The second thing you need to consider is the number of PCIe lanes offered by the M.2 PCIe slot. The number of lanes is the number after the “x” in “PCIe 3.0 x4,” and it can be 2, 4, 8, or 16.
The X570 Aorus Elite WiFi has one M.2 PCIe 3.0 slot with four lanes and another M.2 PCIe 4.0 slot with four lanes.
The number of lanes is crucial because it determines the maximum speed the M.2 PCIe slot can offer.
NVMe SSDs need four lanes to work at full speed, and if an M.2 PCIe slot only offers two lanes, the NVMe SSD will work, but it will be limited to 2 lanes which means it will be slower.
So, when looking at your motherboard’s specs, pay attention to the number of lanes the M.2 PCIe slot offers.
CPU Lanes vs. Chipset Lanes
Most motherboards have two types of M.2 PCIe slots, one connected to the CPU and one connected to the chipset. And this is something you should pay attention to because the generation of the PCIe offered by the M.2 slot can differ depending on whether it is connected to the CPU or Chipset.
For example, the X570 Aorus Elite WiFi has one M.2 slot connected to the CPU that offers PCIe 4.0 x4 only if the CPU is a 3000 or 5000 series Ryzen CPU. If the CPU is a 2000 series Ryzen CPU, it offers PCIe 3.0 x4.
On the contrary, the chipset M.2 slot doesn’t have this issue because it is the chipset and not the CPU that determines the PCIe generation.
For example, the X570 chipset offers PCIe 4.0 x4 to all the M.2 slots connected to it regardless of the CPU you are using. The B550 Chipset offers PCIe 3.0 x4 to all the M.2 slots connected to it, and Intel’s Z490 Chipset provides PCIe 3.0 x4 as well.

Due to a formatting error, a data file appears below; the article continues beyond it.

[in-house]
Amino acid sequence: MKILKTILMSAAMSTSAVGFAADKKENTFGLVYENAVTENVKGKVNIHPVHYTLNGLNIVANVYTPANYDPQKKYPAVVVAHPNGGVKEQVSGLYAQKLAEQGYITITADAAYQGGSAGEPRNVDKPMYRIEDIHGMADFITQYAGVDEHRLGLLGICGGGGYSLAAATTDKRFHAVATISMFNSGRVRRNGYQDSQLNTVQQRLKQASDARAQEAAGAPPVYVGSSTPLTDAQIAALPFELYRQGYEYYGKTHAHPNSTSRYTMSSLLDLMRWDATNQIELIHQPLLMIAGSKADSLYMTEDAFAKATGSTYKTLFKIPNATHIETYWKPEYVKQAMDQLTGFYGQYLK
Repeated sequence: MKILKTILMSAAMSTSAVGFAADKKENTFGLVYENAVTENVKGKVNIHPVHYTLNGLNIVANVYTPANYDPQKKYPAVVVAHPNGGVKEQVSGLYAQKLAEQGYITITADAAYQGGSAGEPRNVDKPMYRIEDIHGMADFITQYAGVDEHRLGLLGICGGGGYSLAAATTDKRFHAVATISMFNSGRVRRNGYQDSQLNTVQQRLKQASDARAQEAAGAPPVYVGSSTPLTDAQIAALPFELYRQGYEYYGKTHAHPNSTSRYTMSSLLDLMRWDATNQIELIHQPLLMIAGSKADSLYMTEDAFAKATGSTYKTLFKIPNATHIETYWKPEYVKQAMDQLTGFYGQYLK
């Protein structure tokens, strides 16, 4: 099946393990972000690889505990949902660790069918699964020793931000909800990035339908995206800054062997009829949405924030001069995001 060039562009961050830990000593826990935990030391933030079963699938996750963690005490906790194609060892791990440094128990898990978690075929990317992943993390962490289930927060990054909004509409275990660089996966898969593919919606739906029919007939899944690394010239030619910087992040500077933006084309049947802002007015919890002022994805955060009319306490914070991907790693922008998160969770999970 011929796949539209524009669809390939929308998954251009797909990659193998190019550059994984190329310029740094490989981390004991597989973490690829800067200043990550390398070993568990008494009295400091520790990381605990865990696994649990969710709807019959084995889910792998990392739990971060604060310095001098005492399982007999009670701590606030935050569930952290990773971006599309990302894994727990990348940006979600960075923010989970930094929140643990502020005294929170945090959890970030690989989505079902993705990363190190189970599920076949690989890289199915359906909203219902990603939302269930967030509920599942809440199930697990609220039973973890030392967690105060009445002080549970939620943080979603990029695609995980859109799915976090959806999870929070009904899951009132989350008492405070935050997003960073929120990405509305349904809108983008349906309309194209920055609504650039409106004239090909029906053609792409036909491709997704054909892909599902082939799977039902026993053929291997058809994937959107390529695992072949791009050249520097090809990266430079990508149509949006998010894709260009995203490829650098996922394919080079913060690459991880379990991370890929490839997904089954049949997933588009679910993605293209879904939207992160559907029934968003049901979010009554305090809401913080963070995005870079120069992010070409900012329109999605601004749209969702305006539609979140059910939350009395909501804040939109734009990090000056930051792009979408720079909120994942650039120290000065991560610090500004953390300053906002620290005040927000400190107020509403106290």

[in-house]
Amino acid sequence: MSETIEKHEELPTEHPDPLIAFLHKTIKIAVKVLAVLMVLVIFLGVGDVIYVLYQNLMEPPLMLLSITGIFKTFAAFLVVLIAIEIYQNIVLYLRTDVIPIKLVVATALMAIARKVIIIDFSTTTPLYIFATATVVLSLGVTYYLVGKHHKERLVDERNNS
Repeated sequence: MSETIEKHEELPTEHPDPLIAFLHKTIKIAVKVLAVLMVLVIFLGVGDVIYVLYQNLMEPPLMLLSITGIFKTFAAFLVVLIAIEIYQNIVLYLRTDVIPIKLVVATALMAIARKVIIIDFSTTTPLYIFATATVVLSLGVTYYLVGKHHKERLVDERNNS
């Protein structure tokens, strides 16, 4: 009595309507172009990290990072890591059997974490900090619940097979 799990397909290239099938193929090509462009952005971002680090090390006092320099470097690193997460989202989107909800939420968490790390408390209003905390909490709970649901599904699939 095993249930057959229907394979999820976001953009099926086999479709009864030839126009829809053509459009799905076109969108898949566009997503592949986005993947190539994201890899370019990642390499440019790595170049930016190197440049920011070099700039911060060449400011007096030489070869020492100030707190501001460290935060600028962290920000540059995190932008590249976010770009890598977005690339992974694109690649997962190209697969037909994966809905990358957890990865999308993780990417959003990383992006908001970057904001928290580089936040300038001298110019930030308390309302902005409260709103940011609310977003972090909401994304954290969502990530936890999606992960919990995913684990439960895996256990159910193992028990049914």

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The Size Of The NVMe Slot
Finally, you should also pay attention to the size of the M.2 slot because there are different sizes of NVMe SSDs.
As you can see in our example, there are some numbers after the “type” of the M.2 slot 2242, 2260, 22110, etc. These numbers are not some serial codes but the actual size of the M.2 slot in mm (millimeters).
The number 2242 means that it is 22 mm wide & 42 mm long; the number 2260 means that it is 22mm wide & 60mm long; and finally, the number 2280 means that it is 22mm wide & 80mm long.
These are the most common sizes for M.2 slots, and you probably won’t have an issue with the size, but it is always good to check before you buy an NVMe SSD.
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As you can understand, finding out if your motherboard supports NVMe is very easy to do, but finding out what kind of NVMe support your motherboard offers can be a little bit more tricky.
To recap, the most important things you need to take into account when checking if your motherboard supports NVMe are the following:
The generation of the PCIe that the M.2 slot offers
The number of lanes that the M.2 slot offers
If the M.2 slot is connected to the CPU or Chipset lanes
And the size of the M.2 slot
Once you have checked all these things, you will know what kind of NVMe support it offers.
I hope this article has helped you and if you have any questions, please feel free to leave a comment below; I will be more than happy to help.
Thank you for reading!
Nick Ryley is a computer architect and the owner of The Pc Geekz.
His love for playing games got him interested in computers in the first place. He wanted to be able to build a gaming PC that could run all the latest games at max settings, and this has him pursuing a major in computer architecture!
He started this blog to help people out and answer some of the most common questions about computer building